GARY | Marty Ozinga IV said his family-owned business doesn't make it a practice to publicly pat itself on the back, but with the opening of the company's new compressed natural gas station, felt it was necessary.
"We feel like we have a responsibility to let people know how exciting this is," Ozinga said Tuesday. "Ultimately, it's something that makes our country and our community stronger."
Ozinga hosted more than 100 people at the company's Gary facility at 400 Blaine St. just northeast of Cline Ave. and U.S. 12 on Tuesday morning to celebrate the grand opening of the new compressed natural gas station there. The station, which is open to the public, will help fuel some of the fleet of alternative fuel vehicles at that company and others.
The company bought its first natural gas-powered concrete mixer in 2008 and created Ozinga Energy as a consulting firm aimed at teaching other businesses how to convert to renewable fuels.
"They're truly pioneers in reducing our dependence on foreign oil," said Carl Lisek, executive director of South Shore Clean Cities.
Gary Mayor Karen Freeman-Wilson said the grand opening was made possible through partnerships with a host of stakeholders.
"When we put our heads together and put our efforts toward the same goal, great things can happen," Freeman-Wilson said.
Freeman-Wilson said Ozinga demonstrates "you can be environmentally sound and still protect your bottom line."
She said the city is working to convert some of its general services fleet to compressed natural gas in an effort to join the movement.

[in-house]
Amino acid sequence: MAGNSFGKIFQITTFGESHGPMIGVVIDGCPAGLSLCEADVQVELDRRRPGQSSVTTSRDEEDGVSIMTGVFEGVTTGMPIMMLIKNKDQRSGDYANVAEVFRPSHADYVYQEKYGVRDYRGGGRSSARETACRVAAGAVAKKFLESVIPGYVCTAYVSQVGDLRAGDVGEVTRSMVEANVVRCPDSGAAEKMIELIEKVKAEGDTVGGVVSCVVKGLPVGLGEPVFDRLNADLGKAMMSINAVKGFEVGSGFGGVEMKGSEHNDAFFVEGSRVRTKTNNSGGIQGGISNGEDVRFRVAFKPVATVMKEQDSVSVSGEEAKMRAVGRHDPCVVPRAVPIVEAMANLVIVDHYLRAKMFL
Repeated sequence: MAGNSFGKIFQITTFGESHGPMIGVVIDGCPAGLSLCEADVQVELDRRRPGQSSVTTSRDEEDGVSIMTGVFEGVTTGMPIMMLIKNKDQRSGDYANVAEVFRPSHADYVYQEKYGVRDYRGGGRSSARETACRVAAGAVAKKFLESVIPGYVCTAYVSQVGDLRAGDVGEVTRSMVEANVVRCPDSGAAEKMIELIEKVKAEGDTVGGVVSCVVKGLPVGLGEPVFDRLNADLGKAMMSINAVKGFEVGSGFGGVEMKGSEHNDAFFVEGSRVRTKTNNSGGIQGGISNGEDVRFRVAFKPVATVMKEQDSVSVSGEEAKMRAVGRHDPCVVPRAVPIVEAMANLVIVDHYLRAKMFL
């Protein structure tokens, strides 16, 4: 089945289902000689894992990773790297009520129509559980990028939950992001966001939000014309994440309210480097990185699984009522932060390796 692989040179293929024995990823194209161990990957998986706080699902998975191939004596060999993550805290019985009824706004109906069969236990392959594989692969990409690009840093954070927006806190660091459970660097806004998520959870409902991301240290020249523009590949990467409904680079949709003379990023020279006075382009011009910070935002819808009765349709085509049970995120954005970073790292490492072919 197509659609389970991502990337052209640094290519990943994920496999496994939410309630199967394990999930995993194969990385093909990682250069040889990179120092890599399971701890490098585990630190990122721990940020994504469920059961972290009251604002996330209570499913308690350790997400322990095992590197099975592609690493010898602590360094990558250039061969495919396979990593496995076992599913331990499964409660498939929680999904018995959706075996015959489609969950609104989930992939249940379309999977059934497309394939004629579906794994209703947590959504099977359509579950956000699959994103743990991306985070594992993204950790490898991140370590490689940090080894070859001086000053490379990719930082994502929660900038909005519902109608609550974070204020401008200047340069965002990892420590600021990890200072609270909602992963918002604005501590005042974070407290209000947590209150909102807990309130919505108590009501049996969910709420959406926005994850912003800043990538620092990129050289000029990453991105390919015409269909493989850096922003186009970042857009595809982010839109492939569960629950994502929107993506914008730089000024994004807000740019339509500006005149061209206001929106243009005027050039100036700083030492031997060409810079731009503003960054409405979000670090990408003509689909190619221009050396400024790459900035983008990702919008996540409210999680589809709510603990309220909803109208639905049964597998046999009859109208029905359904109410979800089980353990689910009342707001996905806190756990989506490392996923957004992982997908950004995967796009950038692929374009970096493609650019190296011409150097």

Shawn Seals, senior environmental manager for the office of air quality at the Indiana Department of Environmental Management, said compressed natural gas reduces emissions significantly over diesel fuels.
Seals said compressed natural gas reduces carbon monoxide emissions by 75 percent, nitrous oxide by 15 percent, particulate matter by 90 percent and volatile organic compounds by 55 percent when used in place of diesel fuels.
U.S. Rep. Pete Visclosky, D-Merrillville, praised Ozinga's efforts at the Tuesday event.
"This day is exactly why it is a wise thing to invest a small portion of the money we spend of our tax dollars on renewable energy in the United States," Visclosky said.
Visclosky, a native of Gary's Glen Park neighborhood, said he was pleased to see the investment and innovation taking place in the city.
"This is a for-profit investment that helps solve our energy crisis," Visclosky said.